Friday, August 9, 2013

OVER A BARREL: Why America Can't Frack Its Way Out of the ME

Oil Kingdom

Shale is the new peak oil, and that's why Saudi Arabia still rules global energy markets.


Reading the newspapers these days, you'd think that the much-hyped impending American energy boom is about to make Saudi Arabia and the rest of OPEC irrelevant. Recent projections by the International Energy Agency (IEA), for example, have the United States surpassing Saudi Arabia as the world's top crude oil producer by 2020, a development that would appear to call into question the kingdom's role as the world's strategic energy provider. But such projections -- based, at least in part, on the rapid discovery and development of unconventional hydrocarbon resources in the United States -- are far from ironclad. Indeed, they are built around numerous variables that could change over time, and which hardly foretell the end of Saudi Arabian energy dominance. Just as the "peak oil" debate falsely predicted that worldwide oil production had reached -- or very nearly reached -- its peak overall production, the shale oil debate is steering public opinion to the opposite extreme.

Even the IEA acknowledges that both future sources of additional crude oil and price remain big unknowns. As the IEA's chief economist, Fatih Birol, noted in November 2012, "light, tight oil reserves are poorly known... If no new resources are discovered around the world and plus, if the prices are not as high as today, then we may see Saudi Arabia coming back and being the first producer again." The U.S. Energy Information Administration, meanwhile, predicts that U.S. crude oil production will peak in 2020, placing the United States 47 percent below the IEA's projections.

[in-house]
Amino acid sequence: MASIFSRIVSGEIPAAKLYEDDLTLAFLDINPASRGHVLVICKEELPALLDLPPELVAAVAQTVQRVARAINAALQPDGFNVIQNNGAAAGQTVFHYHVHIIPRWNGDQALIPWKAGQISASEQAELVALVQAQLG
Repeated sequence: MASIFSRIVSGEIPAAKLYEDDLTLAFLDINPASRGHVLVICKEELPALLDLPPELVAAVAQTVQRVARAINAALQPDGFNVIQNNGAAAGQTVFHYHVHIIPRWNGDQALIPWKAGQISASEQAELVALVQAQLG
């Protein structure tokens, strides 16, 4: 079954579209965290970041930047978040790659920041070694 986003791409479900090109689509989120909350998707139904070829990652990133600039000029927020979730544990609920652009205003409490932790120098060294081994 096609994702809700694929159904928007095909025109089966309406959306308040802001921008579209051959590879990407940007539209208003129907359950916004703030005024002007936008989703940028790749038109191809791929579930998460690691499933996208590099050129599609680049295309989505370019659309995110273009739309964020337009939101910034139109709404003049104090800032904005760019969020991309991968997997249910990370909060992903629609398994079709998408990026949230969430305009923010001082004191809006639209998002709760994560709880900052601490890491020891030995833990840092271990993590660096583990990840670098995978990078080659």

Thanks in no small part to new hydraulic fracturing and horizontal drilling technologies, "tight," unconventional oil trapped in rock and sand beds is becoming more and more accessible. These improved production methods are having a major impact on the U.S. energy supply, contributing to a 43 percent increase in U.S. oil production since 2008.